Retail sales increased 1% in June, exceeding market expectations

KPMG Senior Economist Ken Kim offers his three key takeaways from the June retail sales report.

Kenneth Kim

Kenneth Kim

Senior Economist, KPMG US

+1 212-954-6144

Shopper resilience: Retail sales grew in June despite surging prices

High prices for food, gas and other essentials have not curbed American appetites for discretionary goods or stopped us from breaking out our wallets.

U.S. retail sales rose by a solid 1% in June, edging out expectations for a 0.9% increase. May retail sales were revised upward to show less of a decline at -0.1% versus the originally reported -0.3%.

The June report and the May adjustment are indicative of a consumer population that is continuing to spend despite white-hot inflation. 

Most retail categories saw healthy spending

June’s  sales growth was shared, at varying degrees, across a wide range of retail goods.

The biggest gainer was gasoline stations (+3.6%), where prices have fallen from their peak but are still painfully high. The jump comes in the same month that U.S. inflation spiked to a four-decade record.

Spending also picked up for non-essentials, from cars to couches. Motor vehicle dealer sales rose .8% and furniture store sales rose 1.4%. Meanwhile, online retailers posted a 2.2% sales increase.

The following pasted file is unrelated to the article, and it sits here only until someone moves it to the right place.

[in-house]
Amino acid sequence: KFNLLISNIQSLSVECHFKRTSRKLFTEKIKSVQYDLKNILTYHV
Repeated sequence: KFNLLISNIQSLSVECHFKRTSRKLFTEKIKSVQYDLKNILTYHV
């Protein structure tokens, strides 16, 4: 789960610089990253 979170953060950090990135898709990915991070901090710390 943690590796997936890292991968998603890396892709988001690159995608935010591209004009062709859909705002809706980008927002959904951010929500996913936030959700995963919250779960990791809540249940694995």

Some retailers felt pinch of cooling housing market

Sales at building materials, garden equipment, and supply dealers fell for the third consecutive month, likely reflecting the slowdown in housing markets.

With mortgage rates on the rise, home sales are slowing in once-tight markets which in turn is cooling demand for construction and housing-related spending.

Recession fears ease, but data is mixed

The stronger-than-expected retail sales data reduces the chances of negative GDP growth for two consecutive quarters, which is seen by some as the U.S. economy being in a recession. 

In reality, a U.S. recession is decided by a committee – the National Bureau of Economic Research.  They look at other key economic indicators, not solely GDP, to determine a recession.  Since the labor market and industrial activity remain firm, the committee would not likely declare a recession now simply because GDP may have fallen for two quarters in a row.  

The report also leaves the door open for a possibly larger than 75 bps interest rate increase by the Fed when they meet later this month. 

In all, the June data is a testament to a still resilient consumer who continues to spend despite the headwinds of rising inflation.